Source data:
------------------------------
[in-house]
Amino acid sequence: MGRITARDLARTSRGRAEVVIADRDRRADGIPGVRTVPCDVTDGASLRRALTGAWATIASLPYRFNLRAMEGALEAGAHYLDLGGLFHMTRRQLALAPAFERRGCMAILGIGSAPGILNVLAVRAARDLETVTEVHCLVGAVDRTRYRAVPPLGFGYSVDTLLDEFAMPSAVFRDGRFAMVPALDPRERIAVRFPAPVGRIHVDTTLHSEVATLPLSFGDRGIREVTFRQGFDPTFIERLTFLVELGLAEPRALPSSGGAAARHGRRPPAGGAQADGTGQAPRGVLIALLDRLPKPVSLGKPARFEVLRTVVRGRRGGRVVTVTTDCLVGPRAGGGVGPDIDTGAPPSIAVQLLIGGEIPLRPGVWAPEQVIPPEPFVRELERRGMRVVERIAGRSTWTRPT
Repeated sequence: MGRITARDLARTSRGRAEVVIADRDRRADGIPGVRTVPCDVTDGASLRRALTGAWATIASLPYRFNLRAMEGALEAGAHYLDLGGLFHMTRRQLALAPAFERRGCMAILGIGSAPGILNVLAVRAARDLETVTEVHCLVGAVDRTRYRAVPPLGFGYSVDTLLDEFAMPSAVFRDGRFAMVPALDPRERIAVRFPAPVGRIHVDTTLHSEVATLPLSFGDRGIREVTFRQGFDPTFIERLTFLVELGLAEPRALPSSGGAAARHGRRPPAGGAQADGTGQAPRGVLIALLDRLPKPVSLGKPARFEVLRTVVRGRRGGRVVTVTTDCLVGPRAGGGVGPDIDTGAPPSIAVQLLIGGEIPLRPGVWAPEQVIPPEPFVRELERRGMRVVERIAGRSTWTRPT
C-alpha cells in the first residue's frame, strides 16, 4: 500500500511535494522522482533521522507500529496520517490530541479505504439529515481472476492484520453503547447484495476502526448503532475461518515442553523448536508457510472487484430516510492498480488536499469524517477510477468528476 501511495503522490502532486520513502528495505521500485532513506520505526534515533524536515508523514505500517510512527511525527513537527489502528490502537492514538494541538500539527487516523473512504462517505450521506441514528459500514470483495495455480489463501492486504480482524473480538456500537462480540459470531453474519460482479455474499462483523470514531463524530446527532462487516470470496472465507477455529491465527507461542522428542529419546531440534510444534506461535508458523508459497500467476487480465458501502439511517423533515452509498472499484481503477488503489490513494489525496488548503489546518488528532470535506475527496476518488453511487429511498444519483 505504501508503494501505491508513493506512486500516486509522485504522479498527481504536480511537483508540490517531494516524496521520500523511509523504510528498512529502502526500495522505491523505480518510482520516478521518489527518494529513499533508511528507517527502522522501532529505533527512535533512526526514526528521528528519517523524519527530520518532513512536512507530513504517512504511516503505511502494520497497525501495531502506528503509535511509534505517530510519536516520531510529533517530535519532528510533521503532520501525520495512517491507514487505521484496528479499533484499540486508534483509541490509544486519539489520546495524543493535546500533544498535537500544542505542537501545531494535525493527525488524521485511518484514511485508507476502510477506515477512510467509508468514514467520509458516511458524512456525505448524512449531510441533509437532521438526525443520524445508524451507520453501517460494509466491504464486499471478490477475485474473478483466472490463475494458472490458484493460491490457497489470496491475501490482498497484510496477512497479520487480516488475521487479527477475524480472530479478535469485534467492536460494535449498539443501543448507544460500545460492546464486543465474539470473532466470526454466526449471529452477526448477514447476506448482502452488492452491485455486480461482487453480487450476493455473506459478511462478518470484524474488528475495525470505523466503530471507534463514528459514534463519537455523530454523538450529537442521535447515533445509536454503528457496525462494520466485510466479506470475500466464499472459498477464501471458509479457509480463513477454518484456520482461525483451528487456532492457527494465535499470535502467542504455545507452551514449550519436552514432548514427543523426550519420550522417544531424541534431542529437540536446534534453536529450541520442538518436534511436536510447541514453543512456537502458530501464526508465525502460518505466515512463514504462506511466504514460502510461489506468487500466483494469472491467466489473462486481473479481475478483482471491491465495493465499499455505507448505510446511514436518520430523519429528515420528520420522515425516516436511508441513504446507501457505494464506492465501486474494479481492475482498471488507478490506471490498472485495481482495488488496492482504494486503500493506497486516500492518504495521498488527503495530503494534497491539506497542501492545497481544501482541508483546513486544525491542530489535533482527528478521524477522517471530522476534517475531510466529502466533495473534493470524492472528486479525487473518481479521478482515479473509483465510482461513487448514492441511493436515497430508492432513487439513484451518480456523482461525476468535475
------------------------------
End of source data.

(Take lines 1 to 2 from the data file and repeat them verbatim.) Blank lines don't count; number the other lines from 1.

[in-house]
Amino acid sequence: MGRITARDLARTSRGRAEVVIADRDRRADGIPGVRTVPCDVTDGASLRRALTGAWATIASLPYRFNLRAMEGALEAGAHYLDLGGLFHMTRRQLALAPAFERRGCMAILGIGSAPGILNVLAVRAARDLETVTEVHCLVGAVDRTRYRAVPPLGFGYSVDTLLDEFAMPSAVFRDGRFAMVPALDPRERIAVRFPAPVGRIHVDTTLHSEVATLPLSFGDRGIREVTFRQGFDPTFIERLTFLVELGLAEPRALPSSGGAAARHGRRPPAGGAQADGTGQAPRGVLIALLDRLPKPVSLGKPARFEVLRTVVRGRRGGRVVTVTTDCLVGPRAGGGVGPDIDTGAPPSIAVQLLIGGEIPLRPGVWAPEQVIPPEPFVRELERRGMRVVERIAGRSTWTRPT